Conrad Meussdorffer 1871-1945 San Francisco

Architect of 1257-59 Lombard and Other Landmarks


Meussdorffer was born in San Francisco on October 25, 1871, the son of German immigrant parents who had settled here as pioneers in 1853. His father Konrad was an importer and a retailer of hats, with a store on Kearny Street. Meussdorffer started work in 1892 for the architectural firm of Salfield & Kohlberg, first as a draftsman and promoted to architect after two years. In 1895 he entered into a partnership with Victor de Prosse, mainly designing commercial buildings. By 1897 he had opened his own practice.

Meussdorffer lived on Laurel Grove in Ross in a home he designed. He was responsible for several other homes in Ross for clients. In Pacific Heights fine examples of his early work may be seen at 3016-18 Clay (1897), 3051-55 Clay (1902), and 3295 Clay (1904). Just across Presidio Avenue into Presidio Heights, one particular block has three remaining buildings - a home at 3320 Jackson and two pairs of flats, 3353-55 Jackson (1906) and 3349-51 Jackson (1908). Another early building of his on Russian Hill at 870-74 Chestnut (1904) was recently placed on the market. Few properties east of Van Ness survived the fire which raged for 3 days after the April 18, 1906 earthquake, so this is a rare example.

Just prior to the 1906 earthquake, Meussdorffer had designed the St. Regis apartments at 1925 Gough, which has the distinction of being the only building which projects into Lafayette Park. Finally opened in 1908, the (originally 12, now 15) large apartments set a new standard for luxury. The building was ahead of its time in its classical style and incorporation of Beaux-Arts influences and established Meussdorffer as the architect of choice for luxury apartment buildings in the City. Examples of his designs can be seen in several prime areas of the City, including Nob Hill and Russian Hill, but particularly noteworthy in Pacific Heights are 2135 and 2205 Sacramento (both built in 1908, containing 36 and 16 units respectively), 1824 and 1830 Jackson (1916, a matching pair of buildings across a courtyard entry, each consisting of 9 half-floor apartments), 2145 Franklin (1917, 7 apartments), 1810 Jackson (1917, 8 apartments), 2000 Washington (1922, 7 apartments), 2100 Jackson (1923, 10 apartments), 1800 Gough (1923, 8 apartments), 2006 Washington (1924, 11 apartments), 2500 Steiner (1927, 13 apartments), 2299 Pacific (1928, 15 apartments).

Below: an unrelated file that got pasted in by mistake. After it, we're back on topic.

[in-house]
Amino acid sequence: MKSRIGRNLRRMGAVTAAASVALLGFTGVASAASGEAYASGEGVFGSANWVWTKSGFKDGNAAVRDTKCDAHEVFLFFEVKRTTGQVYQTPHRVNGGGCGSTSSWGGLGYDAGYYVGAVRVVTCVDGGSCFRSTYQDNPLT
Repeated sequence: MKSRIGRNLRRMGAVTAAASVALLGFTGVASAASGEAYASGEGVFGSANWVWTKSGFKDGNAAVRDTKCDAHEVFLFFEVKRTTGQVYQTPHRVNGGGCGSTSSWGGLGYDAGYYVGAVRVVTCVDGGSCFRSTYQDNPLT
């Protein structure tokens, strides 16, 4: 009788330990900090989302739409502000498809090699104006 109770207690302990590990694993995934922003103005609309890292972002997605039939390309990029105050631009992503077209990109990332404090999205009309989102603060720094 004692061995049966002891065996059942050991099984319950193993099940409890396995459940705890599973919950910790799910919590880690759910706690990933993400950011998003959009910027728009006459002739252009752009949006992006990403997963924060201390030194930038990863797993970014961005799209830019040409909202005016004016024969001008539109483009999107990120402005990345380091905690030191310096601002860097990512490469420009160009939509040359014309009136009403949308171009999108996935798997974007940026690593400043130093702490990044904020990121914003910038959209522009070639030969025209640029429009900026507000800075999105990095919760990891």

2006 Washington (pictured) represents Meussdorffer's best known legacy to San Francisco architecture and is widely regarded as the finest cooperative apartment building in Pacific Heights. It was designed to take advantage of 100 feet of open space to the west by facing towards the Golden Gate and so looks down on the George Applegarth-designed Spreckels Mansion. Each of the main floors is about 5500 square feet; larger than most Pacific Heights homes. Every level has magnificent views. Originally ten apartments, the 2200 square foot penthouse has been separated from the tenth floor to create an eleventh apartment. Shimmering in the afternoon light, it reflects well on the quality of Meussdorffer's work and may be favorably compared to the finest apartment buildings in New York, London or Paris.

1351-61 McAllister. ............................1376-92 McAllister, ...............................1810 Jackson

1800 Gough,................ 2299 Pacific,.......................... 2100 Jackson,........................ 2500 Steiner

 

1824-30 Jackson 3320 Jackson 2135 Sacramento 2205 Sacramento

2000, 2006 Washington, ..........................................1925 Gough St. Regis in LaFayette Park